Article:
PRINT October 1986


antiques regain their youth.

AN IMPORTANT ITALIAN AUCTION this fall features, at very high prices, furniture and objects designed by 21 contemporary designers and architects, including Emilio Ambasz, Gae Aulenti, Mario Botta, Peter Eisenman, Hans Hollein, Rafael Moneo, SITE, Ettore Sottsass, and Robert Venturi, among others. All these pieces were shown in the 1985 Milan Triennale, in a section of the show titled “Le affinità elettive” (Elective affinities). Highly crafted, mostly in wood, the works are among the most perfectly realized exemplars of post- and neomodern currents. Originally, they were slated to proceed from the Triennale to a museum collection; instead, they went to sale. A phenomenon as flashily realized as this auction gives rise to certain observations about the nature of design values today. They are becoming increasingly transient. The rate at which they succeed each other has become so vertiginous as to end in a simultaneity in which the recently designed object achieves the condition of the "instantaneous antique.”

In the Renaissance, archaeology provided a sort of antique shop of the distant past, and served the function of transmitting supposedly eternal values from era to era. Today, this “normal” historical sense has skipped to a digging up of a past so near to us as to be to all intents and purposes the present, the “neopast,” a concept that leads finally to the idea of the “neofuture.” The instantaneousness of variations in taste that we have been experiencing renders time circular: insofar as the contemporary can simultaneously be the antique, the concept of antiquity, too, is utterly revised. In this situation, one could feasibly design objects to be "outside time,” outside what was once seen as the linear progression of changing style—outside, but at the same time within style, for if one accepts that what once was linear is now circular, everything can coexist within it. All that is new is old, and vice versa.

And so we watch the end of the traditional definition of the antique, the birth of the modern antique, and, with destructive consequences, the arrival of the future antique. Here I refer not to science fiction design, but to something quite different: the practice by which a collector who favors a particular designer or artist buys up his or her work before it has become a physical, real object, when it still exists only in the mind of its maker, or as a plan. This signifies a profound change in the maker’s psyche, and in the process affects the conception and articulation of design. For coming up with an idea for an object that will instantly be valued like an antique is quite different from inventing a fresh design object. Such a product’s characteristics will inevitably be affected inordinately by an external viewpoint, a prior decision as to how it is to be regarded. Although the object may be expressively charged, may be art, may have the potential to be an antique, its evolution—technically, esthetically, commercially, and functionally—is as good as predetermined. This closes off the possibilities of design.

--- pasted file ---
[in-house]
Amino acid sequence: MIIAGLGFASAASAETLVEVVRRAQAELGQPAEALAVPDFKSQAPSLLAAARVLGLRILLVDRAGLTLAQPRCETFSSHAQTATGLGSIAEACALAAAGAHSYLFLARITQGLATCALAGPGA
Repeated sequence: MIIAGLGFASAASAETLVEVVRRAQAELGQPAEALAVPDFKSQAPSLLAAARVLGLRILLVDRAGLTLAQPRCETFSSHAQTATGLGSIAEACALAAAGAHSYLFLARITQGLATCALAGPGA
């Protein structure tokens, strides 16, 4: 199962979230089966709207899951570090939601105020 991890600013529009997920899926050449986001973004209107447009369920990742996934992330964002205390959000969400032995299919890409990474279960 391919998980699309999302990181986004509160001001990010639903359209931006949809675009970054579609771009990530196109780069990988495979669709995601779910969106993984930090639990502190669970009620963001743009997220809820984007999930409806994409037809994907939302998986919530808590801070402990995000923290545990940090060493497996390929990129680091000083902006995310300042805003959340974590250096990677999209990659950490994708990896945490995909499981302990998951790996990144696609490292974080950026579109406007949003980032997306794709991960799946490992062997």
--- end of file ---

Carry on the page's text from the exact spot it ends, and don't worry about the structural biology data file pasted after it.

The broad need of designers (and of the design public) to subject an object, hot off the assembly line, to a process of accelerated aging—that is, of accelerated value—makes it attractive for designer and manufacturer to envision, for example, a new version of an ancient-Egyptian table—perhaps, let’s say, in steel. This has been placed under the all-encompassing umbrella term “post-Modernism,” but it is also a response to the old need to fill a room with objects that already seem lived with, as if they had already been consumed by other people and thus came to us rich with memories of distant places and cultures. If one accepts the concept of the circularity of time, just what is the difference between the authentic Egyptian table and its contemporary souvenir? Here the theme of “authenticity” flowers ambiguously. Which has more meaning for us, a fake-contemporary Egyptian table (mass produced as an industrial antique) or a truly ancient table? Which has more value? What is the difference between an “authentically false” and a “falsely authentic” object? Questions of more or less this nature occur to me and, I’m sure, to others of the current generation of designers when we see the future antique looming. Having grown up with the idea of socially, and politically engaged design, we now see our ideological axis abruptly and disconcertingly thrown side-ways. But all this leads us to the beginnings of a deeply reflective phase of design, a reconsideration on esthetic grounds of the morality of production. Here one can dream of a vast new design horizon waiting to be explored.

Alessandro Mendini is an architect and designer who lives in Milan. A former director of Domus magazine, he has published widely on design. He contributes this column regularly to Artforum.

Translated from the Italian by Meg Shore.